I WAS reading a report in a local news daily that private doctors are requesting a 30 per cent increase in consultation fees. My immediate thought — has greed infected all of society?
Medicine has always been viewed as a noble and sacred profession, in the sense that ultimately it deals with the most precious commodity, a human being’s life.
We naturally give our full trust to medical practitioners when our loved ones or ourselves are in need of medical attention.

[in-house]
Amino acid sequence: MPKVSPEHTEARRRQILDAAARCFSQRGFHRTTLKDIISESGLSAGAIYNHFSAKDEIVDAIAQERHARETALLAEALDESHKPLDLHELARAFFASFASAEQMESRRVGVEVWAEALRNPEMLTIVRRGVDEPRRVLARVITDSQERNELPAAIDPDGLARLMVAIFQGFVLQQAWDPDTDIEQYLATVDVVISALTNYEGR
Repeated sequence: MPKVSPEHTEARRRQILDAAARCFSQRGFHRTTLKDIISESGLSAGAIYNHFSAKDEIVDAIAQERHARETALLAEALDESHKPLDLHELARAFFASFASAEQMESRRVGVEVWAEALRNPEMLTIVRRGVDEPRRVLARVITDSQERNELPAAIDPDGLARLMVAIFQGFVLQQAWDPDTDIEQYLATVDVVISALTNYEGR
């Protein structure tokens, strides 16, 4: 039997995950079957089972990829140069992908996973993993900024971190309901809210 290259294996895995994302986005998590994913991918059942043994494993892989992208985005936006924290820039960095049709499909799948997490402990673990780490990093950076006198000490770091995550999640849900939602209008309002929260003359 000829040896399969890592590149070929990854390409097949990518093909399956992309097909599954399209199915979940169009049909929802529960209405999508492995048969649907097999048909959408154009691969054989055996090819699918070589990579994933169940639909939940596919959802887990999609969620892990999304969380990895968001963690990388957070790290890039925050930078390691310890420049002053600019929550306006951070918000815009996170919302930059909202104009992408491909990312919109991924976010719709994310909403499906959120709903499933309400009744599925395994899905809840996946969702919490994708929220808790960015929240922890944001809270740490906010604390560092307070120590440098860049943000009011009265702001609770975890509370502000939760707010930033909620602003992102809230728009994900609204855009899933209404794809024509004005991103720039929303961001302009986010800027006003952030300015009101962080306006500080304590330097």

Unfortunately, as much as there are many dedicated doctors who carry out their duties out of passion, there is also a significant number of them who do it for financial rewards.
I have often heard the argument from doctors and non-doctors that to be a doctor, one would need to dedicate one’s life to study, thus, when finally able to practice, the rewards should compensate all the hardship in acquiring the status of a medical practitioner.
This is probably the beginning of the greed factor among doctors.